Friday, March 18, 2011

Schools and Testing.

Today's (03/18/11) T&G article  by Jacqueline Reis raised some fair questions regarding the selection of charter school students.  Last night's School Committee meeting raised the following point:
"Information was presented on students at the newly opened Spirit of Knowledge Charter School, which serves Grades 7-9. The district found data on 85 percent of the school’s students from when they were Worcester public school students and found that those students scored higher on the MCAS exams than the district average."
If the selection process is truly a blind lottery, why are they getting the better range of students? Is it because parents of the better performing students are opting out of public schools in favor of charters schools? Is it because charters have a history of pruning out undesirable students?  Or is it merely because our charter schools don't have to educate the more challenging students, like special ed or limited English proficient students? And why did they find data on only 85 percent of the students? These are fair questions to ask and have less to do with pro- or anti-union politics if our tax money is going to charter schools that spend our tax money and keep the profits but aren't accountable to the general electorate.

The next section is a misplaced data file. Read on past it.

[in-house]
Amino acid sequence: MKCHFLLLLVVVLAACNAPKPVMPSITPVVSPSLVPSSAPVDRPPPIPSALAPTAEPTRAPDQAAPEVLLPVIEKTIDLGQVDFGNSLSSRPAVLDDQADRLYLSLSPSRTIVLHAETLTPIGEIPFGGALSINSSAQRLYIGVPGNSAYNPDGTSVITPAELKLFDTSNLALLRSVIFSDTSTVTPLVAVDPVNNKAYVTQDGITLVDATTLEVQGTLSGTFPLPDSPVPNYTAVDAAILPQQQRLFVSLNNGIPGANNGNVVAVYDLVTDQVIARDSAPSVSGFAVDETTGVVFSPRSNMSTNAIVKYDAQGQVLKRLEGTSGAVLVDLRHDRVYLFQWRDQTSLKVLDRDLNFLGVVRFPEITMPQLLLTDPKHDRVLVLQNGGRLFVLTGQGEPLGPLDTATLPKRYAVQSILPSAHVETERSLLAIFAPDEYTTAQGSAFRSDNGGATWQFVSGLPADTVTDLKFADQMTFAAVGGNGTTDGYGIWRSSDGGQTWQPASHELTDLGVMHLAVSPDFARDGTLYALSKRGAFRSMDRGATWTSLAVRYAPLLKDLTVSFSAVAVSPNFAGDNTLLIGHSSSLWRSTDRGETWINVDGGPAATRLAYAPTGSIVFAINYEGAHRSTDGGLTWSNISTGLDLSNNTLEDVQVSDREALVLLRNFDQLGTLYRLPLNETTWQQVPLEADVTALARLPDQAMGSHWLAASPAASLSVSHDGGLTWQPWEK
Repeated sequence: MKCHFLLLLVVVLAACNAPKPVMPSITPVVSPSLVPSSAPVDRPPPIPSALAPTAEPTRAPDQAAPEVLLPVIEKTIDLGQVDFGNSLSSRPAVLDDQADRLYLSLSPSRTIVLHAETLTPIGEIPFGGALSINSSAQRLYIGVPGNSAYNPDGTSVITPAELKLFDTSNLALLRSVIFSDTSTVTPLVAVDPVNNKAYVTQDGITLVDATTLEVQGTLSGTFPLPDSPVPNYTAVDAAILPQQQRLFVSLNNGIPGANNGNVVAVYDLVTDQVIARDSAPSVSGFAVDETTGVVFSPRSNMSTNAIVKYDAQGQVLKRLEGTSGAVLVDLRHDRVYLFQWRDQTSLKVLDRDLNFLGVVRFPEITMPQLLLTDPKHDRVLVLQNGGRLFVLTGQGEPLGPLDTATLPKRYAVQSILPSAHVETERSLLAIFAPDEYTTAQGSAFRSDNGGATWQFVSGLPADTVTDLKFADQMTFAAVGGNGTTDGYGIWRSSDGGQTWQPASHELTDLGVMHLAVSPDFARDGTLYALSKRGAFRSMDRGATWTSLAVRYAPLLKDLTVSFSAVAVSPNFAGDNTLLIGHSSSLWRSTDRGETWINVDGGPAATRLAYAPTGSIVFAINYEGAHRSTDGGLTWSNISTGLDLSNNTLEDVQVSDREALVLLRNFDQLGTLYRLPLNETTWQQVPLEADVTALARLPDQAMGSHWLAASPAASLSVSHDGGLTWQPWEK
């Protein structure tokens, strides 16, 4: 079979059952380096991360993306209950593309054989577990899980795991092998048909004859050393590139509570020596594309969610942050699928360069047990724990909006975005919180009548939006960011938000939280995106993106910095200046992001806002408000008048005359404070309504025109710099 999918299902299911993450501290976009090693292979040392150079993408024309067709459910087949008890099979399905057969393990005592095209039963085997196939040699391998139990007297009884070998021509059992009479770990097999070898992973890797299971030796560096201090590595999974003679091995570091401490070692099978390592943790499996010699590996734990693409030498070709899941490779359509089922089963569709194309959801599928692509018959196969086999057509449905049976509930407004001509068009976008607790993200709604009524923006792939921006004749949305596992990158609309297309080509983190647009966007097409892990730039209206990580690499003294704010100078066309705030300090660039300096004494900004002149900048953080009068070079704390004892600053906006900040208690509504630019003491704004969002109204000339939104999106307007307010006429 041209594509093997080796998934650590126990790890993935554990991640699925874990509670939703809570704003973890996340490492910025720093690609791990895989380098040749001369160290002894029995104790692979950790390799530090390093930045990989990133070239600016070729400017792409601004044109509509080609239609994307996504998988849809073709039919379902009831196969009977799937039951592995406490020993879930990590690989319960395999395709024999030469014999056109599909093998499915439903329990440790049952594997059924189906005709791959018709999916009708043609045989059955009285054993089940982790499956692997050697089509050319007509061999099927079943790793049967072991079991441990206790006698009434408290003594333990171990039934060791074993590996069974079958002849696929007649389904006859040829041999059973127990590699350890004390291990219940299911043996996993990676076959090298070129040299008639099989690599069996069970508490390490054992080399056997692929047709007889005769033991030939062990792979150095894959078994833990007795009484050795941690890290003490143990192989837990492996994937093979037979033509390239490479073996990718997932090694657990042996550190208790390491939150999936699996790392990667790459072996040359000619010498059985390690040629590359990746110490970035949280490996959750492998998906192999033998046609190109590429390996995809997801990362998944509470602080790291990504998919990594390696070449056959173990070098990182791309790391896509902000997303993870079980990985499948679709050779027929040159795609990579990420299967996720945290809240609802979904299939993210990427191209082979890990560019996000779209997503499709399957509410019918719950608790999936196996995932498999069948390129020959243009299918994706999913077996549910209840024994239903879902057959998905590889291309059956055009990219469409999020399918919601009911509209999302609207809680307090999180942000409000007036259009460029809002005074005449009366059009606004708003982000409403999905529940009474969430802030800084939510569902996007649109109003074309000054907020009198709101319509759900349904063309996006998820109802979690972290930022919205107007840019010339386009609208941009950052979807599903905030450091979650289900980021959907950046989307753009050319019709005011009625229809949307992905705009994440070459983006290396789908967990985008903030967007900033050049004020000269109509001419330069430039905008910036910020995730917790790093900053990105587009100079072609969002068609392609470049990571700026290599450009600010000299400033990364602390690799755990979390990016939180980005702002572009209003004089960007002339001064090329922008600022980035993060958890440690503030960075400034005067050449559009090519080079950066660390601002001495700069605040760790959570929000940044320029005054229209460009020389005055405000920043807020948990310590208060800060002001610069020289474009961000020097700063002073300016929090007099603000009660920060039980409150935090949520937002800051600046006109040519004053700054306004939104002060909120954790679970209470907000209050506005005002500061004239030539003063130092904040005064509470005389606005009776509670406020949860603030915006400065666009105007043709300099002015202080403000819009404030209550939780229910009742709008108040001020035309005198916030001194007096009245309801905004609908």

If charters are more efficient due to better innovations and no union interference, why was a public high school like Brockton High successful in turning around their school? The answer is innovation in the classroom, input from teachers, parents and children, and a cooperative relationship between administration and teachers.  Innovation needs to come from the people in the classrooms, not from administrators, politicians and bureaucrats, as Gary Rosen points out in his most recent piece (03/17/11) in Worcester Magazine. I also recommend this article about the test grading process and hopefully we can turn the current debate on extending No Child Left Behind away from arbitrary testing programs and on actual learning.
And while we are on the subject of learning, would it be too much to ask our local paper to spell Worcester correctly?
I assumed it would be corrected in the online version, but it hasn't been caught by 5:30pm today.

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